In the fight against global warming, the reduction of greenhouse gas emissions is a major objective. In particular, a decrease in electricity generation by coal could contribute to reducing CO2 emissions. We study potential economic consequences of a coal phase-out in Germany, using a multi-region dynamic general equilibrium model. Four regional phase-out scenarios before the end of 2040 are simulated. We find that the worst case phase-out scenario would lead to an increase in the aggregate unemployment rate by about 0.13 [0.09 minimum; 0.18 maximum] percentage points from 2020 to 2040. The effect on regional unemployment rates varies between 0.18 [0.13; 0.22] and 1.07 [1.00; 1.13] percentage points in the lignite regions. A faster coal phase-out can lead to a faster recovery. The coal phase-out leads to migration from German lignite regions to German non-lignite regions and reduces the labour force in the lignite regions by 10,100 [6300; 12,300] people by 2040. A coal phase-out until 2035 is not worse in terms of welfare, consumption and employment compared to a coal-exit until 2040.

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(Since when) are East and West German Business Cycles Synchronised?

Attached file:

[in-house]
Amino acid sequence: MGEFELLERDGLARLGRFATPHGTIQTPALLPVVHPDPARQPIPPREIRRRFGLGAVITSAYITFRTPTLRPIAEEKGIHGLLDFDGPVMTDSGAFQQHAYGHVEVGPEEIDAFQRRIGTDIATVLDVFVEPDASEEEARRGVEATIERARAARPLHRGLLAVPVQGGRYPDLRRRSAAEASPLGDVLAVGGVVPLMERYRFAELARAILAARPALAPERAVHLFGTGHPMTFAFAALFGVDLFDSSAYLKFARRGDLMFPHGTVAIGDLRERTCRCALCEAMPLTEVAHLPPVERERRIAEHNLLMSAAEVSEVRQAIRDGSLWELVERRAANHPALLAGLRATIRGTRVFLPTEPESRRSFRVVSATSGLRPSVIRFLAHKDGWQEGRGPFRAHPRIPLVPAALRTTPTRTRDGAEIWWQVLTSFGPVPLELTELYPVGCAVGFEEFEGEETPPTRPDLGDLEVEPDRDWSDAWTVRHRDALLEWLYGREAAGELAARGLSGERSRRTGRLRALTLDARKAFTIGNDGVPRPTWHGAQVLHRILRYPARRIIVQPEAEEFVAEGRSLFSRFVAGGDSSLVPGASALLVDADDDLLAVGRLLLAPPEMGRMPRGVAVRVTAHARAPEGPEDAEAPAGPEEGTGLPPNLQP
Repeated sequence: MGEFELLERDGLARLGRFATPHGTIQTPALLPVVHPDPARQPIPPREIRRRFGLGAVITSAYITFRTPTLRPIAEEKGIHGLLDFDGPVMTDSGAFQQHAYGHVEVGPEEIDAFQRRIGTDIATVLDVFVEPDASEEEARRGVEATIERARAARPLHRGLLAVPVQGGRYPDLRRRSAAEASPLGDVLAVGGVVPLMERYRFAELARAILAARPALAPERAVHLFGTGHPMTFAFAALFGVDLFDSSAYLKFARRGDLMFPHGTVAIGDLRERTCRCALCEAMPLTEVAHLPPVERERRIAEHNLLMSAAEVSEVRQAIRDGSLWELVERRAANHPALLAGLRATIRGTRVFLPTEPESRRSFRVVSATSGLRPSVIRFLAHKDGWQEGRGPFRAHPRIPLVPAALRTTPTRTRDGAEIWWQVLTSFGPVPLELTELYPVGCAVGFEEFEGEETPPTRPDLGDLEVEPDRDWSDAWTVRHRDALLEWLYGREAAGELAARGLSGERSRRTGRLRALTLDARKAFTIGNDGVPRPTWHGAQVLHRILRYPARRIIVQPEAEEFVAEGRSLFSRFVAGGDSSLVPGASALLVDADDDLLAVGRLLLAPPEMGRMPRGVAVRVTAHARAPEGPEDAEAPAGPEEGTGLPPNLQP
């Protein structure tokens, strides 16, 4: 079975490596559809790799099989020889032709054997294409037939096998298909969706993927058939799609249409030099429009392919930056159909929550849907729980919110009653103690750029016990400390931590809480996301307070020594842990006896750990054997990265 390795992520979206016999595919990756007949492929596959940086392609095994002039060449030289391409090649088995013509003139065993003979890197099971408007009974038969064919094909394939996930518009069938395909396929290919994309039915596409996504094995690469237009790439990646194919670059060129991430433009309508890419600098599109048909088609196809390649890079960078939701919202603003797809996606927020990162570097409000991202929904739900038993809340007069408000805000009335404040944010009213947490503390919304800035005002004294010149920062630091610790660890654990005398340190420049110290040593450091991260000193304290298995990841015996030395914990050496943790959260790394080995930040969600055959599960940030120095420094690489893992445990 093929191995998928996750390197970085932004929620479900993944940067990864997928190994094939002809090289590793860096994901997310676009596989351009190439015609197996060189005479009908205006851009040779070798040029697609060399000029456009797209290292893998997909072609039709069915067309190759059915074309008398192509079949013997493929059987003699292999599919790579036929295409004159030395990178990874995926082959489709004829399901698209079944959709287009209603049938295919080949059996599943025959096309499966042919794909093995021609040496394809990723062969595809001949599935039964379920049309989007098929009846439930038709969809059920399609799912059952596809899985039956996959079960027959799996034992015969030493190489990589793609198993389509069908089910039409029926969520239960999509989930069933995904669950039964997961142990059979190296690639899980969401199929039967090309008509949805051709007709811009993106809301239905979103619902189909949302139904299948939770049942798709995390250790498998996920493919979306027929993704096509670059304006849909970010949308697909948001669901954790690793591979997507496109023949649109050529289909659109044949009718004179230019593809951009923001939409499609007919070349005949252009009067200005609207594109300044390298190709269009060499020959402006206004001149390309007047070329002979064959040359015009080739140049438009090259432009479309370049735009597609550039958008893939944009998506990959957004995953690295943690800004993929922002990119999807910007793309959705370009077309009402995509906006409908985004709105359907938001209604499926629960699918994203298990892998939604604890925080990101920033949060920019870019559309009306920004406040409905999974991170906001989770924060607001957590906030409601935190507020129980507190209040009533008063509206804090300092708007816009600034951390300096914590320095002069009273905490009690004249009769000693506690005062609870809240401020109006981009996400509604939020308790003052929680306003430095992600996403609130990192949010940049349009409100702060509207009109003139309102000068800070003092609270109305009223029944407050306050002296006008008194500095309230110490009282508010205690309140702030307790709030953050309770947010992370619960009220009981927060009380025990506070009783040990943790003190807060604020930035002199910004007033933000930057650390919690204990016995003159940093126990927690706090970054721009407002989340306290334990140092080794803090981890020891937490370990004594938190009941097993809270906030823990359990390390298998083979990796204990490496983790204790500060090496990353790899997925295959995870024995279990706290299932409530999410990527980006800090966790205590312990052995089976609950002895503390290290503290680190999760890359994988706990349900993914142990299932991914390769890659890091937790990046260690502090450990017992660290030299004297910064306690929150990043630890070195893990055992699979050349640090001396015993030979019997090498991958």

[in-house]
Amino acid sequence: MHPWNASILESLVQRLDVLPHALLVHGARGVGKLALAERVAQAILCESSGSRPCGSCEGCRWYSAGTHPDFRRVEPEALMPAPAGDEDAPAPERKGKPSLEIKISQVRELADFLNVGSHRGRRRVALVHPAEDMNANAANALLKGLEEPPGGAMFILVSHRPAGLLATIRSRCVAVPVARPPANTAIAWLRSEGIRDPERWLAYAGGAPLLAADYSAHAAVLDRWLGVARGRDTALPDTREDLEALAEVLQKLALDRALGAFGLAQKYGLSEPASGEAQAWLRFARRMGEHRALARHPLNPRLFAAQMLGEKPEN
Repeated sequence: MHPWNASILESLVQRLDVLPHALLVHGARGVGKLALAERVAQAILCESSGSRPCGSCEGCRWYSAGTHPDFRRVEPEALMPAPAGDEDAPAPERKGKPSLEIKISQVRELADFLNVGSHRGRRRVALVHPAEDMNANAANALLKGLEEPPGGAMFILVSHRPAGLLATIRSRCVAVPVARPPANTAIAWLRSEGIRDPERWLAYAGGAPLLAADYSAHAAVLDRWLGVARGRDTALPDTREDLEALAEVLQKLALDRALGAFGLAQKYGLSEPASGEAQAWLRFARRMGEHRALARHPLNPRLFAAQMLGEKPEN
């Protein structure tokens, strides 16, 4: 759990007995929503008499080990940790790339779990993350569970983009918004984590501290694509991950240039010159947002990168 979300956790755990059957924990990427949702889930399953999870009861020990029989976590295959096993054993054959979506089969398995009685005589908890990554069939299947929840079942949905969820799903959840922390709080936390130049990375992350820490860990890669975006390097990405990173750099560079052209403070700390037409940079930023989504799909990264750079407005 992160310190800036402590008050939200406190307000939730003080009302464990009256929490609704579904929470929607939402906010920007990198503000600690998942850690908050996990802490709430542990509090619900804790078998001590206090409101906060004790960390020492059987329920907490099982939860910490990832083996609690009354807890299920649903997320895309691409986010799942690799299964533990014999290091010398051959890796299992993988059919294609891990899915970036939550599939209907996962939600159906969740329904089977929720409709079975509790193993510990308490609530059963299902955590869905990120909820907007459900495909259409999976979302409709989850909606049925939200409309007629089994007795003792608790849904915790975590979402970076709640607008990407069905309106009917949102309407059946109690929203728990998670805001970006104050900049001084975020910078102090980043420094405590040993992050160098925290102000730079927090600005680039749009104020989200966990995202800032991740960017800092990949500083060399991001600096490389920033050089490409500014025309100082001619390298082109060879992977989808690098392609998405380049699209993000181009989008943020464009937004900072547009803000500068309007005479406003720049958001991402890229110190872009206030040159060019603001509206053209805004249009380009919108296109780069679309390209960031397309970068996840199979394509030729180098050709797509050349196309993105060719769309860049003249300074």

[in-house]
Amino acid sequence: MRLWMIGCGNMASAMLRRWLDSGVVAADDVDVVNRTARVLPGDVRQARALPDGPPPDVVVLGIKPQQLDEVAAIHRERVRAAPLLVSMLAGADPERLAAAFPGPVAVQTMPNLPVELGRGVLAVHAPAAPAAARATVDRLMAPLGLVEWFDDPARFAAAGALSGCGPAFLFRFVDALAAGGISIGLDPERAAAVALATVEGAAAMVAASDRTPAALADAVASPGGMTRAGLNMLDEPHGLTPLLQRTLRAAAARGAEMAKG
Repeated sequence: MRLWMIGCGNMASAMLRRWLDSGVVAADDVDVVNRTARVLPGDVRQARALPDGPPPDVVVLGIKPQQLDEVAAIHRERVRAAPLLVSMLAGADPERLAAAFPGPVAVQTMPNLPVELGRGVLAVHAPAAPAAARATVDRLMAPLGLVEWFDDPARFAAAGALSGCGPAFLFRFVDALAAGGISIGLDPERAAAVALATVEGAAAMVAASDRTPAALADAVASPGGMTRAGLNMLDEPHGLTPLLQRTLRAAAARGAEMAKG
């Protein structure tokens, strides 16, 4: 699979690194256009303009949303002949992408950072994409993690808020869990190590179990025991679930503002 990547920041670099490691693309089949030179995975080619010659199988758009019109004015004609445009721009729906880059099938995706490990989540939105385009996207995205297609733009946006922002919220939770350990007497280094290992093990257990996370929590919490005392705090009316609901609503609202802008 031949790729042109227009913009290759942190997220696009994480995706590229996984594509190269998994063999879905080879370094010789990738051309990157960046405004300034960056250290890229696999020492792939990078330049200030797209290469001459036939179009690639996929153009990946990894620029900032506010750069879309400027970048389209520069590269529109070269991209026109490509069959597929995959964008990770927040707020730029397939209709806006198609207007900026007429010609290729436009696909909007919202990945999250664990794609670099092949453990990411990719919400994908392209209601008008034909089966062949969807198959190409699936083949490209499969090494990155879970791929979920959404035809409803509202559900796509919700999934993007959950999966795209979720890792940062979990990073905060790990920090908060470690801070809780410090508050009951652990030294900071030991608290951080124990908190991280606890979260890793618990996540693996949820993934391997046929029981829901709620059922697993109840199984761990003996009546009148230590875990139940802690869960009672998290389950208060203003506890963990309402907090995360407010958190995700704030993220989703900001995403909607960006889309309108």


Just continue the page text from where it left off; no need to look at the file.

Stefan Gießler Katja Heinisch Oliver Holtemöller

in: Jahrbücher für Nationalökonomie und Statistik, No. 1, 2021

Abstract

We analyze whether, and since when, East and West German business cycles are synchronised. We investigate real GDP, unemployment rates and survey data as business cycle indicators and we employ several empirical methods. Overall, we find that the regional business cycles have synchronised over time. GDP-based indicators and survey data show a higher degree of synchronisation than the indicators based on unemployment rates. However, synchronisation among East and West German business cycles seems to have become weaker again recently.

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Working Papers

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Exchange Rates and the Information Channel of Monetary Policy

Oliver Holtemöller Alexander Kriwoluzky Boreum Kwak

in: IWH Discussion Papers, No. 17, 2020

Abstract